2015 Autism Scholars: Bios

Doctoral Award

Tracy YuenTracy Yuen, University of Toronto

Tracy Yuen is a PhD student at the Institute of Health Policy, Management and Evaluation at the University of Toronto. The prevalence of autism spectrum disorders (ASD) is rising and it is estimated to affect 1 in 77 children in Ontario. Although more than 50 per cent of funding for ASD services in Ontario is allocated towards provision of intensive behavioural intervention (IBI), patient outcomes are reported to vary across different forms of IBI. The first objective of this study is to identify the most effective IBI for young children with ASD using network meta-analysis, which can infer relative effectiveness of different IBIs that may not have been directly compared in clinical trials. Initiation of IBI can be delayed due to uncertainty in early ASD diagnosis. Diagnosticians are including clinical genetic testing as part of ASD assessment to gain insight into a child’s propensity of ASD. The second objective is to determine the cost-effectiveness of diagnostic genetic testing in ASD and the most effective IBI identified in Part 1 compared to current practice. This thorough assessment will generate much needed evidence on the cost-effectiveness of diagnostic genetic testing in ASD and how its implementation could change the demand for downstream services. As prevalence of ASD continues to climb annually, study findings can guide policymakers to better anticipate changes in health-care demand and integrate new health technologies in a sustainable manner.

Master’s Award

Dong WangDonald Wang, University of Toronto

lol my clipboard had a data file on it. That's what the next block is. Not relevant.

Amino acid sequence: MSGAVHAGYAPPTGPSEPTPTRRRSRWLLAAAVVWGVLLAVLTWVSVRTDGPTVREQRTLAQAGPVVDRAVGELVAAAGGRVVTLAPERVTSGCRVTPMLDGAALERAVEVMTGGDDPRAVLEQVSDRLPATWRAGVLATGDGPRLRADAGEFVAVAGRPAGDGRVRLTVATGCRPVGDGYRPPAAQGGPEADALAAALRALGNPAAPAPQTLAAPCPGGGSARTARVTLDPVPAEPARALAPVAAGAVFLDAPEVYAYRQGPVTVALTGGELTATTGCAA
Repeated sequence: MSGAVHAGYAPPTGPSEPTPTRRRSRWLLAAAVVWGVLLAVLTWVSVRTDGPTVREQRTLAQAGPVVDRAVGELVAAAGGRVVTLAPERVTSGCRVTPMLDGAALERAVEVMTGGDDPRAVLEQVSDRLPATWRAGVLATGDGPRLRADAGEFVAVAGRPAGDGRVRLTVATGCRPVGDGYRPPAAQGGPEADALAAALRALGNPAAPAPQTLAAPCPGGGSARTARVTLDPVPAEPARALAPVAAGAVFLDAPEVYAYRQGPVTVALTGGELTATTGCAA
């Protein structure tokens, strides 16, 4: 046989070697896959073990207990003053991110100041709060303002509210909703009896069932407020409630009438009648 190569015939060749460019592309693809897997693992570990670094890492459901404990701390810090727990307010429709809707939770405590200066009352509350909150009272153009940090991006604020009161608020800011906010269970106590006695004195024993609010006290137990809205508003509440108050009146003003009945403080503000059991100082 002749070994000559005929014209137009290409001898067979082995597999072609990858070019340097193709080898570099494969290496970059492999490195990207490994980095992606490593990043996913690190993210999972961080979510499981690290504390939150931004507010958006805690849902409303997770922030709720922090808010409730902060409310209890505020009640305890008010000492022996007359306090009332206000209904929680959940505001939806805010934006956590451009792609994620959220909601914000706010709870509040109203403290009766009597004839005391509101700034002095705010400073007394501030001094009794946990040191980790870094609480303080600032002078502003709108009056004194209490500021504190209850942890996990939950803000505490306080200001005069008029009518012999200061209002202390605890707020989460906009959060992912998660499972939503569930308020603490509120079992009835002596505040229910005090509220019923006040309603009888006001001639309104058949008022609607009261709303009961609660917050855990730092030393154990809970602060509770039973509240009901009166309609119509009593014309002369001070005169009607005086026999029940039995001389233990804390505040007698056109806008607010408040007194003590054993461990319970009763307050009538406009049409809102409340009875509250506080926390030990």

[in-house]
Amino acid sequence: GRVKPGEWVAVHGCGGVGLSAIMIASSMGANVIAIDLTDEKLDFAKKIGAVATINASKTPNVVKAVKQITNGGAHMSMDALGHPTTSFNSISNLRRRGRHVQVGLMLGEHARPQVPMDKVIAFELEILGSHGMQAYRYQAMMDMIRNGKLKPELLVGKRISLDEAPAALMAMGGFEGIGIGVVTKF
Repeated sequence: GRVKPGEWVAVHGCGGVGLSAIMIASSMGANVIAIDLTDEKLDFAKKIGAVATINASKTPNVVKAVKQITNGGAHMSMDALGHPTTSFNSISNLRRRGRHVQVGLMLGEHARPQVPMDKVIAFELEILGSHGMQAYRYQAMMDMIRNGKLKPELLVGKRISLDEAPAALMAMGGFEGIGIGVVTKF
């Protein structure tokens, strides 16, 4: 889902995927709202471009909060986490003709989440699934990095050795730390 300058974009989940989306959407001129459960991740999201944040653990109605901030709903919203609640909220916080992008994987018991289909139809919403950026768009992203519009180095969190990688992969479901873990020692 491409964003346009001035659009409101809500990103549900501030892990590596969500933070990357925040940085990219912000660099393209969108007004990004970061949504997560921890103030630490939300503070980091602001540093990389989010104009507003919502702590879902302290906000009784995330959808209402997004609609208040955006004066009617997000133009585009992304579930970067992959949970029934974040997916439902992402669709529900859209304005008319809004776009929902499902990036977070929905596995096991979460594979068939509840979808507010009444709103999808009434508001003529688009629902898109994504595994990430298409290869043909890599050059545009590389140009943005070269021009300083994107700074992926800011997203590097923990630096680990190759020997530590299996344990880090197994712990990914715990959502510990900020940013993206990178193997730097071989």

Donald Wang received his Bachelor of Science degree with high distinction from the University of Toronto in 2014 and is currently pursuing a Master’s degree in pharmacology under the supervision of Dr. Albert Wong at the Center for Addiction and Mental Health. Autism spectrum disorders (ASDs) are the most common childhood brain development disorders and are characterized by difficulties in communication, impaired social interaction and repetitive behavioral patterns. There are very limited treatments for these social deficits in ASDs. This project is aimed at investigating new drugs that could enhance social functioning and thus be potential new treatments for ASDs. In particular, Wang is testing two new chemical compounds, UNC0642 and A-366, on social behaviors in established animal models. These new drugs both target G9a, a methytransferase, which is an enzyme that is involved in epigenetic regulation of the genome. Epigenetics refers to modifications of DNA and DNA related proteins that control the amount and timing of gene expression. Epigenetic mechanisms may be important in the development of ASDs. By studying the effects of these compounds on social behaviors, Wang hopes to further our understanding of the development of ASD and to identify novel targets for potential ASDs treatments.